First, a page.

Counties are seeing increases across the state, but few face a growth rate comparable to Davison County's. Other counties of note are Brookings with 176 in the first six months of 2016 and 194 in all of 2014; Butte with 107 and 127; Charles Mix with 107 and 122; Codington with 351 and 389; Gregory with 15 and 17; Hughes with 207 and 248; Lake with 65 and 75; Mellette with 14 and 18; Sanborn with 9 and 11; and Tripp with 42 and 52.
The 2016 numbers have already equaled the 2014 total in two counties - Hutchinson, 12, and McCook, 17 - and have topped the 2014 total in two more - Oglala Lakota and Sully, each with 6 in 2016 and 5 in 2014.
In 2015, felony filings throughout the state rose on average, totaling 11,308 by year's end, including in Davison County, which saw 304 filings all year.
As part of the Public Safety Improvement Act, lawmakers added a code to South Dakota law specifically for drug ingestion, in which an illegal substance is detected in a person's body through drug testing. Previously, this would have been recorded as possession, but many drug users are now charged with both possession and drug ingestion.
But Bjorkman attributed more than three-fourths of the statewide increase in felonies to drug-possession convictions, and all felony charges in a single case are heard in court on the same day, so a person charged facing two or more felony drug charges could appear in court for the same number of, or even fewer, days than a person with one charge.
In fact, possession charges have recently skyrocketed in Davison County and make up the bulk of drug charges. From Jan. 1 to June 30, there have been 152 felony possession charges in Davison County and 66 ingestion charges, more than all of 2015 with 133 possession and 56 ingestion charges from January through December.
The numbers have increased over the past few years, with 87 possession and 57 ingestion in 2014 and 26 possession and 9 ingestion in 2013, the year the Public Safety Improvement Act took effect.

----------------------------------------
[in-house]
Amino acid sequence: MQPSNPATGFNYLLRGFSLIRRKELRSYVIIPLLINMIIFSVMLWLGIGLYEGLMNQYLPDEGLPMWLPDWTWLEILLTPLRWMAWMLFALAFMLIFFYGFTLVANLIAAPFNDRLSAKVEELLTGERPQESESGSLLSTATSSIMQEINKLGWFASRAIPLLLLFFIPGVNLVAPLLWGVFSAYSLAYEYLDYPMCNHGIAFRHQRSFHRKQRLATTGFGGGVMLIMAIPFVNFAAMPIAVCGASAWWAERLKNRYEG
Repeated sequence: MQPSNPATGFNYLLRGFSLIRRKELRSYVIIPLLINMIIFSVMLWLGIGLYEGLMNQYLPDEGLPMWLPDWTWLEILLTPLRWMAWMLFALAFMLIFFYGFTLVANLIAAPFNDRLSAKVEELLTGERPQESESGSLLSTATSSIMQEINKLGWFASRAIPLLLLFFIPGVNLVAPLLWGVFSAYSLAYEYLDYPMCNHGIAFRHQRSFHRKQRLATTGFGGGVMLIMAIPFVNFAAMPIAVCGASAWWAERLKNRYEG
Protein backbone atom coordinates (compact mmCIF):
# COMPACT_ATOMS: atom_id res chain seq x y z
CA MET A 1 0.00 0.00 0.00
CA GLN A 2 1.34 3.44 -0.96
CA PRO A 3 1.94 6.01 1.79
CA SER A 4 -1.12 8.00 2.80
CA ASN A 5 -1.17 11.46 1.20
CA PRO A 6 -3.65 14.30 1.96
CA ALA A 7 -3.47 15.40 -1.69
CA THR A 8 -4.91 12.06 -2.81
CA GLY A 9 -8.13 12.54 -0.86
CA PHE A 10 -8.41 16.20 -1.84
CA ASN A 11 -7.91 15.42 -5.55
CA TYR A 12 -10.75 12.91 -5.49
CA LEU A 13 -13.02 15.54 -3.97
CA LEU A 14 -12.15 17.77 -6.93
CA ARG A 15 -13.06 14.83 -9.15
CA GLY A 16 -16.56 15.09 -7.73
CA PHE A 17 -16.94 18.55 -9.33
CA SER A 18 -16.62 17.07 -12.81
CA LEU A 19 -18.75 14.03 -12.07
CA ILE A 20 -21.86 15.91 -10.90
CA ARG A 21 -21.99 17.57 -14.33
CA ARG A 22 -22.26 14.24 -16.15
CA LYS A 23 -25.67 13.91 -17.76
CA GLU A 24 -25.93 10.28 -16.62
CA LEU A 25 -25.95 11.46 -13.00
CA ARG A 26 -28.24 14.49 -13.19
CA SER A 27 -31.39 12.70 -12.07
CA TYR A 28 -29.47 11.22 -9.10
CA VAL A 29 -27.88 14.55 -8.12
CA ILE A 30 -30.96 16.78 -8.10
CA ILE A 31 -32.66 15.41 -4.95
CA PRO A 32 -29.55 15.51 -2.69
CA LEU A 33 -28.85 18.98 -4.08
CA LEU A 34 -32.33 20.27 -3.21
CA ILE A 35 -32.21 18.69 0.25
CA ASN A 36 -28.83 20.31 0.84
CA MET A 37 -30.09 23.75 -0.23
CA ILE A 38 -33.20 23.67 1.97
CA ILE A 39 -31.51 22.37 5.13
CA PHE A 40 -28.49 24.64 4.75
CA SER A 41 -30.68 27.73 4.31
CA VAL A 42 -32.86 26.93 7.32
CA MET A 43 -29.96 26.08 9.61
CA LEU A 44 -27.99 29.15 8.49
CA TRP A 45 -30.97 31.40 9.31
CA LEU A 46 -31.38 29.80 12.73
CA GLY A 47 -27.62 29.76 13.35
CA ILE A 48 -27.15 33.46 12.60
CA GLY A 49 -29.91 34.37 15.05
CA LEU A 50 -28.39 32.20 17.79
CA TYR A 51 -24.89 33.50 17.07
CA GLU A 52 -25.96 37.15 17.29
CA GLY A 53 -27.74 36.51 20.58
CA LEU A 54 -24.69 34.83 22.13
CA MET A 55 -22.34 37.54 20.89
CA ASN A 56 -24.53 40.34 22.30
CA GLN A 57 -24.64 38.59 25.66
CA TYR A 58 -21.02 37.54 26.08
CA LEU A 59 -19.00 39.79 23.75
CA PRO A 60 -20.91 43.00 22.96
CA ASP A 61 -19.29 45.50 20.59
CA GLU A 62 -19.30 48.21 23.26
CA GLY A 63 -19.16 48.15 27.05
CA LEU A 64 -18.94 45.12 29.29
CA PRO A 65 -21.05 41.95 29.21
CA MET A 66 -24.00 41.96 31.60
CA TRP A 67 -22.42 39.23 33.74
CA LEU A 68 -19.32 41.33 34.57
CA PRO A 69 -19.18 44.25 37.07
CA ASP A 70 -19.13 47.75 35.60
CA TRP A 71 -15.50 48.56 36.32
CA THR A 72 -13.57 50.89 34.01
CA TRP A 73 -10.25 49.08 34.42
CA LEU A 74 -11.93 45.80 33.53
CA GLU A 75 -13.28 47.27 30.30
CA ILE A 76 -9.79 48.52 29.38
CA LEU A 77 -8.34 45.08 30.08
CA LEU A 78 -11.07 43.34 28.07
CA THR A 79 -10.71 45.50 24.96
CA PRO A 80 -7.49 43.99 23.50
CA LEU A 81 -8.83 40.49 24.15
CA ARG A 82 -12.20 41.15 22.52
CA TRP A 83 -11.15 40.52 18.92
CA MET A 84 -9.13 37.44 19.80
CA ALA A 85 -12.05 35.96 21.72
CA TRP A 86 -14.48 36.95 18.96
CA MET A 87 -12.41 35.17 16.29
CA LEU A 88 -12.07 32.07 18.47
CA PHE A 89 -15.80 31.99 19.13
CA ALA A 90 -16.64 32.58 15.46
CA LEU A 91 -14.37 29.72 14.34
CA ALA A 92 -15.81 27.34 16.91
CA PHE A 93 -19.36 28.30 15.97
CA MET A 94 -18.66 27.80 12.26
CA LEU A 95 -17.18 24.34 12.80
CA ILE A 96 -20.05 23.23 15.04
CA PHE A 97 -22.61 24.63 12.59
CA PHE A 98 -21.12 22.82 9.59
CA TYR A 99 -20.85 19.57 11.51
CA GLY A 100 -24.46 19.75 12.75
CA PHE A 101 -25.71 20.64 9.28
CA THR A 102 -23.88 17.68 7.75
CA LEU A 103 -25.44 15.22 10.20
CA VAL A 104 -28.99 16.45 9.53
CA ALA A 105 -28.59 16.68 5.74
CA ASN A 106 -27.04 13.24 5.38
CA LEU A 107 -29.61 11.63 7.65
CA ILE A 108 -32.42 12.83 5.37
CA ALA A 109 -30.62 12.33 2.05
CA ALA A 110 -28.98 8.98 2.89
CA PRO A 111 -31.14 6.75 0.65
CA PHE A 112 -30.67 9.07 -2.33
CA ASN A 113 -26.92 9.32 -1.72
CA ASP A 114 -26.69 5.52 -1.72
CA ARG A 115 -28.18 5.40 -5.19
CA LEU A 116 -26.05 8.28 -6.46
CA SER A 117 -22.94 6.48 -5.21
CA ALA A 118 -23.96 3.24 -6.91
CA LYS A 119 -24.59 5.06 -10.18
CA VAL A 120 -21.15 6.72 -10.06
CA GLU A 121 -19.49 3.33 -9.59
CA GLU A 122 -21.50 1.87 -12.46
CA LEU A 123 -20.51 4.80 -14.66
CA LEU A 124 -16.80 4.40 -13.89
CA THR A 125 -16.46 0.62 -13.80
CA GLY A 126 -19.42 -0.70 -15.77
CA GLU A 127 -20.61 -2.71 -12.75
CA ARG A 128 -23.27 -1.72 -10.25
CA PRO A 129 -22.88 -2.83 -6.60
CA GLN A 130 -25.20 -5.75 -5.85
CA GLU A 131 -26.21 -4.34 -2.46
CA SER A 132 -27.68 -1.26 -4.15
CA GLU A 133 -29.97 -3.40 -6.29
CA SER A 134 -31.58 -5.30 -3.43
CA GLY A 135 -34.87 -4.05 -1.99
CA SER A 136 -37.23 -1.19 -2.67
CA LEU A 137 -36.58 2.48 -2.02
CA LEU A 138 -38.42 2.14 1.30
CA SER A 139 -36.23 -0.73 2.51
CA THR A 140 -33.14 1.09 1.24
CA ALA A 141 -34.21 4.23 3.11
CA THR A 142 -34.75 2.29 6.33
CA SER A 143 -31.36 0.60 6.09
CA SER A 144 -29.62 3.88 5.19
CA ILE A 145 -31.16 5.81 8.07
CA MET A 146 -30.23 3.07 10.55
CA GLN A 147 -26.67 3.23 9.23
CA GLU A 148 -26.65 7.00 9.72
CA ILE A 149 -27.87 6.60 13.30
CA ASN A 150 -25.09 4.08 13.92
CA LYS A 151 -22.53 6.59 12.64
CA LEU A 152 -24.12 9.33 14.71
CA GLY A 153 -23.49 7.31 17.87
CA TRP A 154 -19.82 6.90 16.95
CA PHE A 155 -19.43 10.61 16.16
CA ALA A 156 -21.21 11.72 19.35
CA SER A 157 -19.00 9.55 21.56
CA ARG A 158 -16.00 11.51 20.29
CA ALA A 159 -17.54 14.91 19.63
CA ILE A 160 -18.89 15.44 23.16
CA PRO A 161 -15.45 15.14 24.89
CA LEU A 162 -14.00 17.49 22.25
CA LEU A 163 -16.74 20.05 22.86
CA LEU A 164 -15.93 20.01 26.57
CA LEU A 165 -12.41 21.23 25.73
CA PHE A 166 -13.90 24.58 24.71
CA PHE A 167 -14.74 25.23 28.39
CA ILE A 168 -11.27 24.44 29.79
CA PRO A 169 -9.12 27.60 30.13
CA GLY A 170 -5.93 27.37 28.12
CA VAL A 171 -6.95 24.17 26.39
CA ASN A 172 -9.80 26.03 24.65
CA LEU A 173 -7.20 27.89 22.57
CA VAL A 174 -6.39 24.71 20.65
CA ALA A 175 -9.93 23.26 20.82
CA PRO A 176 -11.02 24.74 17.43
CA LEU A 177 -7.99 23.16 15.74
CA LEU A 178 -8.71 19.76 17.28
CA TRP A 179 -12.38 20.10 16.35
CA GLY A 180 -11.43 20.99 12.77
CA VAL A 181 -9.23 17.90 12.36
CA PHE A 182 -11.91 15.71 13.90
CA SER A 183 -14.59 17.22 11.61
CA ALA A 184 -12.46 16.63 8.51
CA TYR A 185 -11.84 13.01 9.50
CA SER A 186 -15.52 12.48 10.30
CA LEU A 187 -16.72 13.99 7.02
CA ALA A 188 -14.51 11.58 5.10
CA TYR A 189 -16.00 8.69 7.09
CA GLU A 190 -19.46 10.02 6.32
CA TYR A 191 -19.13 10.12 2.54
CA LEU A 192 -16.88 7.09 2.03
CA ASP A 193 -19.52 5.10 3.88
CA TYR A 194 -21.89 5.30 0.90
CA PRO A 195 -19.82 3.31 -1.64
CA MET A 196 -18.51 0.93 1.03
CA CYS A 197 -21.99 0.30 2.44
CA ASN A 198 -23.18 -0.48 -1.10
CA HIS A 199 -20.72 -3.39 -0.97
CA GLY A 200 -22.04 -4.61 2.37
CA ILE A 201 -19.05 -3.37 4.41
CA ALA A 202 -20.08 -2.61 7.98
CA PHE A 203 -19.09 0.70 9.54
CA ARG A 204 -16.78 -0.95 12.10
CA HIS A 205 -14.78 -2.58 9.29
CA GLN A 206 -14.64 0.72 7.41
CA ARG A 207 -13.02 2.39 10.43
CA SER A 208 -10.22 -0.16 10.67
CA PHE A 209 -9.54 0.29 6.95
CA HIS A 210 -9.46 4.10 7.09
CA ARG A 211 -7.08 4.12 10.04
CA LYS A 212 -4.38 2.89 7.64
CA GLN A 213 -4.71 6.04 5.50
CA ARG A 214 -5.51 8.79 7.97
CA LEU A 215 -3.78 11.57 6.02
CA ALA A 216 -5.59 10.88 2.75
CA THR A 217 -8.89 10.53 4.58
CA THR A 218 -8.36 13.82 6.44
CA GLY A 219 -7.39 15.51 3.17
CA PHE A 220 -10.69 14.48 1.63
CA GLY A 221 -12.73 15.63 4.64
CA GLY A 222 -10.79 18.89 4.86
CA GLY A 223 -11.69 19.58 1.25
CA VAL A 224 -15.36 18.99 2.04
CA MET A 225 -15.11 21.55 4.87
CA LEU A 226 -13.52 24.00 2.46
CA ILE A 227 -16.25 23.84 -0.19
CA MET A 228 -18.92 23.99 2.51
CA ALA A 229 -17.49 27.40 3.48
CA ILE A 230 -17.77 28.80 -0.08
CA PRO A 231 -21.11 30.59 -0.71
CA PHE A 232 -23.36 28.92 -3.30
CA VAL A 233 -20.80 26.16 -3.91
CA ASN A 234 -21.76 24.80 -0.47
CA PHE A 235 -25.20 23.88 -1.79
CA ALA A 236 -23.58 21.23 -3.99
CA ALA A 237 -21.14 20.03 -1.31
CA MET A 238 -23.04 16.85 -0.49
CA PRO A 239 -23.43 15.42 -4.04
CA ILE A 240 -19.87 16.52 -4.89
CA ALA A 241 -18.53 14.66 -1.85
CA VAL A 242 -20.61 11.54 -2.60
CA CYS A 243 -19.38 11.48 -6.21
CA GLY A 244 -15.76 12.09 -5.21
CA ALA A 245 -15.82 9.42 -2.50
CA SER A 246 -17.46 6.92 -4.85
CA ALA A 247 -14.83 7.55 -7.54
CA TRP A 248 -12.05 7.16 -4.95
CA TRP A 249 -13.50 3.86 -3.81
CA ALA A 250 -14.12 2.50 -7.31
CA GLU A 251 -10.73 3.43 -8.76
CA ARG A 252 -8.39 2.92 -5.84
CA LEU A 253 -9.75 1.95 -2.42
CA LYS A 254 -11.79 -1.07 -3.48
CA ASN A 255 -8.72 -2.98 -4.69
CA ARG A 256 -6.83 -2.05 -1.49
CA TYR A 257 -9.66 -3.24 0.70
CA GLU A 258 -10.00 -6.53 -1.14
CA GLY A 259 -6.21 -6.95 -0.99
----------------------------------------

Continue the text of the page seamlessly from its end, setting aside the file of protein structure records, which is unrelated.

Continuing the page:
Prior to that, Davison County saw 53 possession charges in 2012, 51 in 2011 and 39 in 2010.
Bjorkman said drugs and other crimes take a heavy toll on children, who often become victims in abuse and neglect cases or turn to crime themselves and appear in juvenile court.
"While the public seldom hears about much of this because abuse and neglect and juvenile proceedings are closed to the public, the increased drug use, particularly meth use, is having a profound impact on families in the community," Bjorkman said.
However, Bjorkman sees the felony rise as part of a broader picture that has led the United States to incarcerate 2.3 million people, the most in the world and a higher percentage of the population than any other developed nation.
The trend remains true in South Dakota, which houses 3,700 inmates in its prisons, a nearly 750 percent increase from the 500 housed in 1980, Bjorkman said. More than two-thirds lack a high school diploma, and 93 percent of women and 85 percent of men in South Dakota prisons have been diagnosed with substance dependence or abuse, and a substantial number have a co-occurring mental disorder.
While Davison County's extra circuit court hearings may be here to stay, judges and attorneys are not the only ones who are affected.
"The increased felony numbers have had an impact all through the administration of justice," Bjorkman said. "It has placed added pressure on law enforcement, the jail, attorneys who represent the defendants, treatment providers across the area, and particularly probation officers who must supervise the increased numbers of offenders in the community."